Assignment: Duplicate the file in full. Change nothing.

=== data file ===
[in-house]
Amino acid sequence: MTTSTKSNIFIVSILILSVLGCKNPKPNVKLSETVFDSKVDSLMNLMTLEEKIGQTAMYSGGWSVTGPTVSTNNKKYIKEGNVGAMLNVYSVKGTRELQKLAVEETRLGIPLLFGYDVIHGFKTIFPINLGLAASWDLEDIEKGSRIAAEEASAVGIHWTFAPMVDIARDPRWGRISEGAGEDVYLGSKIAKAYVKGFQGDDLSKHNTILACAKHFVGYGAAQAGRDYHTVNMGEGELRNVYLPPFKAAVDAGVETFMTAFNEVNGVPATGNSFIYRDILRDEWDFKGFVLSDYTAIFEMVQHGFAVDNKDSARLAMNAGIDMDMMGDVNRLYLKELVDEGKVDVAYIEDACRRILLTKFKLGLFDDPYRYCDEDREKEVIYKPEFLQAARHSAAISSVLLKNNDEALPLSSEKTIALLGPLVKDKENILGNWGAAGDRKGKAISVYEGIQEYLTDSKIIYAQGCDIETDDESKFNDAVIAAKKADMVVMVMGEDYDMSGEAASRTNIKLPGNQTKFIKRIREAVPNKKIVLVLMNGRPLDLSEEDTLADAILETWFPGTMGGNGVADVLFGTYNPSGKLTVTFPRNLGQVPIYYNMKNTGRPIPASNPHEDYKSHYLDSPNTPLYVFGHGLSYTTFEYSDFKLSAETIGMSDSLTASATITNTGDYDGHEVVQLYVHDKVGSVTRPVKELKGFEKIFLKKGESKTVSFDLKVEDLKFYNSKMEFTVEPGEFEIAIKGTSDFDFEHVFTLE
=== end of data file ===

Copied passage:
[in-house]
Amino acid sequence: MTTSTKSNIFIVSILILSVLGCKNPKPNVKLSETVFDSKVDSLMNLMTLEEKIGQTAMYSGGWSVTGPTVSTNNKKYIKEGNVGAMLNVYSVKGTRELQKLAVEETRLGIPLLFGYDVIHGFKTIFPINLGLAASWDLEDIEKGSRIAAEEASAVGIHWTFAPMVDIARDPRWGRISEGAGEDVYLGSKIAKAYVKGFQGDDLSKHNTILACAKHFVGYGAAQAGRDYHTVNMGEGELRNVYLPPFKAAVDAGVETFMTAFNEVNGVPATGNSFIYRDILRDEWDFKGFVLSDYTAIFEMVQHGFAVDNKDSARLAMNAGIDMDMMGDVNRLYLKELVDEGKVDVAYIEDACRRILLTKFKLGLFDDPYRYCDEDREKEVIYKPEFLQAARHSAAISSVLLKNNDEALPLSSEKTIALLGPLVKDKENILGNWGAAGDRKGKAISVYEGIQEYLTDSKIIYAQGCDIETDDESKFNDAVIAAKKADMVVMVMGEDYDMSGEAASRTNIKLPGNQTKFIKRIREAVPNKKIVLVLMNGRPLDLSEEDTLADAILETWFPGTMGGNGVADVLFGTYNPSGKLTVTFPRNLGQVPIYYNMKNTGRPIPASNPHEDYKSHYLDSPNTPLYVFGHGLSYTTFEYSDFKLSAETIGMSDSLTASATITNTGDYDGHEVVQLYVHDKVGSVTRPVKELKGFEKIFLKKGESKTVSFDLKVEDLKFYNSKMEFTVEPGEFEIAIKGTSDFDFEHVFTLE